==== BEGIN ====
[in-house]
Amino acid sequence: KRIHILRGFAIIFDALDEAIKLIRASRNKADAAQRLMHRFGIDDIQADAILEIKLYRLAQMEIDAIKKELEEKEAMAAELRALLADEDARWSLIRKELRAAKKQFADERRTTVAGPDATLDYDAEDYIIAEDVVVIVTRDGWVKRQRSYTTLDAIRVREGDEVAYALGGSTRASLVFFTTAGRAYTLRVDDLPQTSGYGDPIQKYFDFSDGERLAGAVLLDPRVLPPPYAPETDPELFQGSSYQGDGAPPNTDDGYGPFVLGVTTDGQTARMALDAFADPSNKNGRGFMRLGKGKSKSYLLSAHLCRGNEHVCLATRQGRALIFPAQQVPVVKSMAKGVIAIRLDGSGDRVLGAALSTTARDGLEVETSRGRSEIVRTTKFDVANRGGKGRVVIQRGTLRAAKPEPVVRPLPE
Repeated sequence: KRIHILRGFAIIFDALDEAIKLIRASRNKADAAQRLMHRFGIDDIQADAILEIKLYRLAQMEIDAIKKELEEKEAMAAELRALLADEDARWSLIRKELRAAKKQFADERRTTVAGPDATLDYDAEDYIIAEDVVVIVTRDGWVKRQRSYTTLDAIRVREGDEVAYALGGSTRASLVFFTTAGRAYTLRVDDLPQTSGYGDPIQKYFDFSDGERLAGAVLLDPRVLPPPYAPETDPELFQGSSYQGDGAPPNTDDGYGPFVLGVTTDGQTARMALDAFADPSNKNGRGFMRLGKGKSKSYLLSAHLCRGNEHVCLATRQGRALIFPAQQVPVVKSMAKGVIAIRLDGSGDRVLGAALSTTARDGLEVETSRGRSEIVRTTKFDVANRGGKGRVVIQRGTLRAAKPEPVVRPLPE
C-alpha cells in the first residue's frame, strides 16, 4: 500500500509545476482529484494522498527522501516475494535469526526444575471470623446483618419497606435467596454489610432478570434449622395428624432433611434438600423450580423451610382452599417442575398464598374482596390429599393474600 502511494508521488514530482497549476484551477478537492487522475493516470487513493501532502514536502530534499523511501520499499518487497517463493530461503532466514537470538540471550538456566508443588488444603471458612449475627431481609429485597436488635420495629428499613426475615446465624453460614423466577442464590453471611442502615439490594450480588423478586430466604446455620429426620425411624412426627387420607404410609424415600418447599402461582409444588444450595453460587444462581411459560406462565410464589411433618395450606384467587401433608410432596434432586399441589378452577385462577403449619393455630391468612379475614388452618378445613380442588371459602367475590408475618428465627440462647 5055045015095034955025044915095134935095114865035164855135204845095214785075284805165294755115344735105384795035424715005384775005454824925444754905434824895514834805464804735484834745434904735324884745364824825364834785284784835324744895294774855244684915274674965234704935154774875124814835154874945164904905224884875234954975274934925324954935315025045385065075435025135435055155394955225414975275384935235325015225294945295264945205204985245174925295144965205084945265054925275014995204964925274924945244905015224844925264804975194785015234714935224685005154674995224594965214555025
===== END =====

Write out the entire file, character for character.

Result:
[in-house]
Amino acid sequence: KRIHILRGFAIIFDALDEAIKLIRASRNKADAAQRLMHRFGIDDIQADAILEIKLYRLAQMEIDAIKKELEEKEAMAAELRALLADEDARWSLIRKELRAAKKQFADERRTTVAGPDATLDYDAEDYIIAEDVVVIVTRDGWVKRQRSYTTLDAIRVREGDEVAYALGGSTRASLVFFTTAGRAYTLRVDDLPQTSGYGDPIQKYFDFSDGERLAGAVLLDPRVLPPPYAPETDPELFQGSSYQGDGAPPNTDDGYGPFVLGVTTDGQTARMALDAFADPSNKNGRGFMRLGKGKSKSYLLSAHLCRGNEHVCLATRQGRALIFPAQQVPVVKSMAKGVIAIRLDGSGDRVLGAALSTTARDGLEVETSRGRSEIVRTTKFDVANRGGKGRVVIQRGTLRAAKPEPVVRPLPE
Repeated sequence: KRIHILRGFAIIFDALDEAIKLIRASRNKADAAQRLMHRFGIDDIQADAILEIKLYRLAQMEIDAIKKELEEKEAMAAELRALLADEDARWSLIRKELRAAKKQFADERRTTVAGPDATLDYDAEDYIIAEDVVVIVTRDGWVKRQRSYTTLDAIRVREGDEVAYALGGSTRASLVFFTTAGRAYTLRVDDLPQTSGYGDPIQKYFDFSDGERLAGAVLLDPRVLPPPYAPETDPELFQGSSYQGDGAPPNTDDGYGPFVLGVTTDGQTARMALDAFADPSNKNGRGFMRLGKGKSKSYLLSAHLCRGNEHVCLATRQGRALIFPAQQVPVVKSMAKGVIAIRLDGSGDRVLGAALSTTARDGLEVETSRGRSEIVRTTKFDVANRGGKGRVVIQRGTLRAAKPEPVVRPLPE
C-alpha cells in the first residue's frame, strides 16, 4: 500500500509545476482529484494522498527522501516475494535469526526444575471470623446483618419497606435467596454489610432478570434449622395428624432433611434438600423450580423451610382452599417442575398464598374482596390429599393474600 502511494508521488514530482497549476484551477478537492487522475493516470487513493501532502514536502530534499523511501520499499518487497517463493530461503532466514537470538540471550538456566508443588488444603471458612449475627431481609429485597436488635420495629428499613426475615446465624453460614423466577442464590453471611442502615439490594450480588423478586430466604446455620429426620425411624412426627387420607404410609424415600418447599402461582409444588444450595453460587444462581411459560406462565410464589411433618395450606384467587401433608410432596434432586399441589378452577385462577403449619393455630391468612379475614388452618378445613380442588371459602367475590408475618428465627440462647 5055045015095034955025044915095134935095114865035164855135204845095214785075284805165294755115344735105384795035424715005384775005454824925444754905434824895514834805464804735484834745434904735324884745364824825364834785284784835324744895294774855244684915274674965234704935154774875124814835154874945164904905224884875234954975274934925324954935315025045385065075435025135435055155394955225414975275384935235325015225294945295264945205204985245174925295144965205084945265054925275014995204964925274924945244905015224844925264804975194785015234714935224685005154674995224594965214555025